“I am just moving back in March. I was living in Austin when this album was written and recorded. We finished it up in Australia, because my work visa expired and I had to leave the country. I also have very good connections and friends in Australia who mixed my album for free. It was Mark Punch’s brother. He has a beautiful studio in Sydney, Electric Avenue Studios, so I went down and finished it there. Then I toured New Zealand and I did some shows in Australia, because it took a whole year to get my visa organized. Now I have my visa and I am going back to Austin. It is a little bit of a hiccup, but at the same time it was a chance to make some money, to see my family and to be at home. Once I got this tour with Tommy I (decided) to release the record around the tour,” she says.  

While she was at home in New Zealand, she was warmly embraced. “I got a lot of support from the media there. I am from a really small town in New Zealand called Gore and it is very, very deep south and very small, so for someone from Gore, you could say that I have done a lot and I have traveled a lot. It is the small town girl makes good, kind of a thing. I got a lot of media because of that and because I had been living in Austin it was quite exciting for everybody. I got great reviews and I got on tele (television) and on some big shows. I always get nervous going home. I am more nervous about going home to New Zealand than I am in going to Australia. You just want to be seen in a good light when you are going home,” says Bristow. Jackie Bristow photo 2

Although, Jackie Bristow hears her music as being more in the vein of Folk-Rock, Alt-Country and White Girl Blues, she bursts out laughing when asked if Country music is popular in New Zealand. “No, New Zealanders don’t really like Country music. It is the funniest thing. Gore is technically the capital of Country music in New Zealand. When I was a child I sang in the school choir and at church and all of that. I played the ukulele and the guitar, but when I was eleven years old, I entered the Gold Guitar Awards. Then my sister and I started touring around New Zealand with mom and dad, driving up to all of these country music festivals and we were called the Bristow Sisters. We would sing Linda Rondstadt, Dolly Parton and Patsy Cline covers and although I did write songs as a teenager, I didn’t perform them. I wanted to keep them a secret. Then I got on with bands and I tried not to sound country or to be country in any way, because there was such a stigma in New Zealand. When I went to Australia, I was quite surprised in the way that people responded to my music. I was quite young when I went to Australia and I wanted something else, but I didn’t even know quite what. I bought a one way ticket and I went to Sydney and I stayed there for ten years. Australia was very good to me. I met Mark Punch very early on and Mark Collins. I recorded and I had a couple of record deals in Australia.”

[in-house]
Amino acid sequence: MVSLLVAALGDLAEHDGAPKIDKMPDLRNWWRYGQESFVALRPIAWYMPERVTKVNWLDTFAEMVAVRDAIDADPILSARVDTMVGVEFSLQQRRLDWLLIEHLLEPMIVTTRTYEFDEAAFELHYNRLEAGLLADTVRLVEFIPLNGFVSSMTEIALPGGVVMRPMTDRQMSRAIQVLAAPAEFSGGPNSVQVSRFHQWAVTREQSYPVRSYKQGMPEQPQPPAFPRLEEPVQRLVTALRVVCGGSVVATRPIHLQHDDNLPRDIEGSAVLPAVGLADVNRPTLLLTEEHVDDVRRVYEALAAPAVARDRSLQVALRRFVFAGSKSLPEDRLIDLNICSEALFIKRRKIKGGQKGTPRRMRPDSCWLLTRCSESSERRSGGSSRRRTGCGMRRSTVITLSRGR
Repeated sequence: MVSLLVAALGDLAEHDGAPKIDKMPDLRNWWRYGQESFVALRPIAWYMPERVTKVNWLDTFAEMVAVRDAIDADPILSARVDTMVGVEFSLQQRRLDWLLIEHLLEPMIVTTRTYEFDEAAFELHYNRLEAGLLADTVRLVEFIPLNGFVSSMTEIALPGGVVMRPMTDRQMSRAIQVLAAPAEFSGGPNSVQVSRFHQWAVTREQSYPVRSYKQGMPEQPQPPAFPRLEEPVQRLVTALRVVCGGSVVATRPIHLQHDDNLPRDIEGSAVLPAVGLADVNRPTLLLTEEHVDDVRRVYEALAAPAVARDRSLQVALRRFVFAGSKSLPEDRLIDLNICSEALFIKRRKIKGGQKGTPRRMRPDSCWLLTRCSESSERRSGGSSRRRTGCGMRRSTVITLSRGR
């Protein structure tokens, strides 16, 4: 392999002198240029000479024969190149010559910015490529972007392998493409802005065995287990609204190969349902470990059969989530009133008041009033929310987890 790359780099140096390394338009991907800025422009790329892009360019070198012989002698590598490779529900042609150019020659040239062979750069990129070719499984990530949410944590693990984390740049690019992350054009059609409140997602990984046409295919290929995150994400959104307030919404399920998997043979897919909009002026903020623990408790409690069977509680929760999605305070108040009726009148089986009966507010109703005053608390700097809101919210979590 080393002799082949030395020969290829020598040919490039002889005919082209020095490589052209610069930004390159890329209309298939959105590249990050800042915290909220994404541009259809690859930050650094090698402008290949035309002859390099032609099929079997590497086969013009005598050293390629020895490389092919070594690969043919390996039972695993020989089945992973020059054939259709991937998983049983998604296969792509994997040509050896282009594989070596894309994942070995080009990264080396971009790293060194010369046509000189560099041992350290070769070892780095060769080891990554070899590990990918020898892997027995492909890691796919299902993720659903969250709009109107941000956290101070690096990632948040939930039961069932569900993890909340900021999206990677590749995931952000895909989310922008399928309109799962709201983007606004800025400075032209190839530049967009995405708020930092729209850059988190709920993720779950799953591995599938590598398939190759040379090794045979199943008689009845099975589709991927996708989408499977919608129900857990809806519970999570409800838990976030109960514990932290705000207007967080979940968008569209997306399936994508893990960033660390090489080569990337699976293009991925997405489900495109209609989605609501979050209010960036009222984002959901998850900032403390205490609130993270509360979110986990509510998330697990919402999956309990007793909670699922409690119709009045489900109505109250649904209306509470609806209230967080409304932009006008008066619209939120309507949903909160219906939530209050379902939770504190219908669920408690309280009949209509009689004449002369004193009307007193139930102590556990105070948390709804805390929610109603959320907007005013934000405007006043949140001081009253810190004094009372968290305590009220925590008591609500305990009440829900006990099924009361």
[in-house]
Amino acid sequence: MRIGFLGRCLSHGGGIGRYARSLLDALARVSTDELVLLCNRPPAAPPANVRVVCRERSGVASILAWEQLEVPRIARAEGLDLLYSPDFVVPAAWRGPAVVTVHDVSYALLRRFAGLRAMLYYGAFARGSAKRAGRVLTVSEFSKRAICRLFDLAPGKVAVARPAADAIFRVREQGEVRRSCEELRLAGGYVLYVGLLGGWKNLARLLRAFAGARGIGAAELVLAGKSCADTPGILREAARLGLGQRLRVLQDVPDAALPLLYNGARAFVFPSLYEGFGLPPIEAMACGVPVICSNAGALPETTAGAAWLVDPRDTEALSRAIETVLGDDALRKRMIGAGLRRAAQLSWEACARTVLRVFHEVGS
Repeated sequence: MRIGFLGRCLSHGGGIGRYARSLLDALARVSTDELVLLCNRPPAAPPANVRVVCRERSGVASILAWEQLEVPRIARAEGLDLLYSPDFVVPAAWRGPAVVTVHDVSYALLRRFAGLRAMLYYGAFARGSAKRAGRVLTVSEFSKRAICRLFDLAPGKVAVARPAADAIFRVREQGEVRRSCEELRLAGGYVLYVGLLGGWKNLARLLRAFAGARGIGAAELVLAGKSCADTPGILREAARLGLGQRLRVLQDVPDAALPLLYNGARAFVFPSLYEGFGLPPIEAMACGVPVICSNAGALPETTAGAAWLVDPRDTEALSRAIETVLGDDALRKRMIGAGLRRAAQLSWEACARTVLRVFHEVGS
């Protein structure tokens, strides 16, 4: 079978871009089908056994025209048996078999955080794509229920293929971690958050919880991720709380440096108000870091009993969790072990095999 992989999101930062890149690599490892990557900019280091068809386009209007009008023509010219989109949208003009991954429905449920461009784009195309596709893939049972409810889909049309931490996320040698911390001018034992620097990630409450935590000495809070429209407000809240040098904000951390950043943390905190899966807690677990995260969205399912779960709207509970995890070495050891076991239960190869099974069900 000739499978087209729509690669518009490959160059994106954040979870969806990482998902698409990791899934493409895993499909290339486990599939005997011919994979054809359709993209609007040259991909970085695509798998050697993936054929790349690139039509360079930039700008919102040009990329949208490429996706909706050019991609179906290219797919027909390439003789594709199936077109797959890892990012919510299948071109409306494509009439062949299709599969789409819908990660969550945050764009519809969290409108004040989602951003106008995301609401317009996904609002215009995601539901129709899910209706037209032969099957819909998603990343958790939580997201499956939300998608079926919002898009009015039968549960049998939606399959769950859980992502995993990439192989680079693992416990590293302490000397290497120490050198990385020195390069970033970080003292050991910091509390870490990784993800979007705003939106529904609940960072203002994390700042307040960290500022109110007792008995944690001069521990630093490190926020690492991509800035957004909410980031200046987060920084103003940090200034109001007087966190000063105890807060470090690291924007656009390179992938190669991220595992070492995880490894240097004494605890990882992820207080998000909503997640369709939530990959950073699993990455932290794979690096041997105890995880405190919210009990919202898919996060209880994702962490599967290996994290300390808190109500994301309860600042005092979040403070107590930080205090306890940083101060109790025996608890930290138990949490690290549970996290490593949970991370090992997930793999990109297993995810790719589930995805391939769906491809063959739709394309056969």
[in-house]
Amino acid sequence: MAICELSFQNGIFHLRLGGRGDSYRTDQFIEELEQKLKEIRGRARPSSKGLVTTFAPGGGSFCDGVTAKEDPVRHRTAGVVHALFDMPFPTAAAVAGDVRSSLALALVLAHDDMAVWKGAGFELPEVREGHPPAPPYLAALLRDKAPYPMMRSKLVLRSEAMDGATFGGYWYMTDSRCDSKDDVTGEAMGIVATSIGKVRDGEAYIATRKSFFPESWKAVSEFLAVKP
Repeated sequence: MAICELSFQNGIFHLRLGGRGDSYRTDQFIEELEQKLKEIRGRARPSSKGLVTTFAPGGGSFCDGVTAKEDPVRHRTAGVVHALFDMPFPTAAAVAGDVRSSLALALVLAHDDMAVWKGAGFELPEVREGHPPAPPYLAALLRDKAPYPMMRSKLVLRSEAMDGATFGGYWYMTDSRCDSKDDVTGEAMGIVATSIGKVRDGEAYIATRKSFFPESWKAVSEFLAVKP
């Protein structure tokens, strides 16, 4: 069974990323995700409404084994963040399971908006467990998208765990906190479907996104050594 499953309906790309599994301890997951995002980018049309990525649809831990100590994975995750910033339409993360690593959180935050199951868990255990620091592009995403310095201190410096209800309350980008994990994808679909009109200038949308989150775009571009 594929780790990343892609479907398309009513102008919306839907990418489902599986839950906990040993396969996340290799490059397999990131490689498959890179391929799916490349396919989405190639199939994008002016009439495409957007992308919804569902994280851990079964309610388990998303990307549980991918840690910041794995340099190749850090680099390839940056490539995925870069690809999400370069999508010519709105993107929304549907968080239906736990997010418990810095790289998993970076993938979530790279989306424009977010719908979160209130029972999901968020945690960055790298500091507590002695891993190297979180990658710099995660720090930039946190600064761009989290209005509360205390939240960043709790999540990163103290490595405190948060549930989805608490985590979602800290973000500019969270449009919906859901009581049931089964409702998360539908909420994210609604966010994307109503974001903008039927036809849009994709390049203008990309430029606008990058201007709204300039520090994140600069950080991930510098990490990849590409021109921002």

Reflecting further upon her moves, Bristow says, “Moving from New Zealand to Australia was a massive move, because I moved from a small place to Sydney, which has five million people, and without hardly two cents to my name, and that was tough. I landed on my feet and I had a great community of musicians around me. It was tough getting radio in Australia too.”

A record deal took Bristow to Los Angeles and eventually after visiting Austin, Texas several times, for concerts and for music festivals such as SXSW, she was pulled to the southwest hotbed for music.

She says of her initial move to Austin a few years ago, “I was embraced, got all of these gigs and I had the time of my life. The people were so generous and so responsive to the music. I ended up being happy there.”

Although, in some respects, Jackie Bristow does not hear her sound as being traditional Country music, she does a good job of channeling Reba McIntire with the Bristow original “Holy Mess,” and her vocals in a word are stunning and backed up beautifully by Gary Pinto, Natasha Mousuff, Mahailia Barnes and Rob Woolf. The guitar work is also fabulous with Jackie Bristow on acoustic, Mark Punch on electric and Chris Maresh on electric bass.

About “Holy Mess,” Bristow says, “That is actually, a true story about a family that I know. On the Thirsty and the Crazy Love albums, I was writing more love songs and with Freedom I was trying to learn how to develop more as a writer and to write more storytelling and to write from my roots.  There are a few songs like “Running,” that ended up on here that are about me, stories from my life or they are about people that I know.  That was “Holy Mess,” and it just came out a little bit easier and a little bit rockier. I was quite excited and that was in an open tuning that I had learned. I use a lot of open tuning. 

If Jackie Bristow’s brand new album Freedom is an indication of what lies ahead for this talented singer-songwriter-guitarist, then we are going to be enjoying her music for many years to come. 

Please visit the Jackie Bristow website.